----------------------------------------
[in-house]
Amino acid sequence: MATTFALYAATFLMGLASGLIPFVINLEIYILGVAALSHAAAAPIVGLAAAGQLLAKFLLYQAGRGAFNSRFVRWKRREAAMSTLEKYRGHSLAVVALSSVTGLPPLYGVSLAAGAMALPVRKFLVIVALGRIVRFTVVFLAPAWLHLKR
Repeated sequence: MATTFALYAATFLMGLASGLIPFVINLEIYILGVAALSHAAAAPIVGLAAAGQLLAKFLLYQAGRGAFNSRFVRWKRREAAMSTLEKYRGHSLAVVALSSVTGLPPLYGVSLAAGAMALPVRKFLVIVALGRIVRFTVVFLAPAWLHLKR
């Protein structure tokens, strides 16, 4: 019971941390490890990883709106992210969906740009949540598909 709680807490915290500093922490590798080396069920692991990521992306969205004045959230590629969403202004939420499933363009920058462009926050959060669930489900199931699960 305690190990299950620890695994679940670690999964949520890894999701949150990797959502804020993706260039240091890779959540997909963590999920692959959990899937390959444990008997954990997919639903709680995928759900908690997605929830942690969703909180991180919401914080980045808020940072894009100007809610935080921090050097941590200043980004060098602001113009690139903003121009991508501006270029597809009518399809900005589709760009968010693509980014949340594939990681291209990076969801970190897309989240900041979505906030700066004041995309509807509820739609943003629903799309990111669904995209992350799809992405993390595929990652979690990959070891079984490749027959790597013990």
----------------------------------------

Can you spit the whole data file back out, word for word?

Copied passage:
[in-house]
Amino acid sequence: MATTFALYAATFLMGLASGLIPFVINLEIYILGVAALSHAAAAPIVGLAAAGQLLAKFLLYQAGRGAFNSRFVRWKRREAAMSTLEKYRGHSLAVVALSSVTGLPPLYGVSLAAGAMALPVRKFLVIVALGRIVRFTVVFLAPAWLHLKR
Repeated sequence: MATTFALYAATFLMGLASGLIPFVINLEIYILGVAALSHAAAAPIVGLAAAGQLLAKFLLYQAGRGAFNSRFVRWKRREAAMSTLEKYRGHSLAVVALSSVTGLPPLYGVSLAAGAMALPVRKFLVIVALGRIVRFTVVFLAPAWLHLKR
């Protein structure tokens, strides 16, 4: 019971941390490890990883709106992210969906740009949540598909 709680807490915290500093922490590798080396069920692991990521992306969205004045959230590629969403202004939420499933363009920058462009926050959060669930489900199931699960 305690190990299950620890695994679940670690999964949520890894999701949150990797959502804020993706260039240091890779959540997909963590999920692959959990899937390959444990008997954990997919639903709680995928759900908690997605929830942690969703909180991180919401914080980045808020940072894009100007809610935080921090050097941590200043980004060098602001113009690139903003121009991508501006270029597809009518399809900005589709760009968010693509980014949340594939990681291209990076969801970190897309989240900041979505906030700066004041995309509807509820739609943003629903799309990111669904995209992350799809992405993390595929990652979690990959070891079984490749027959790597013990």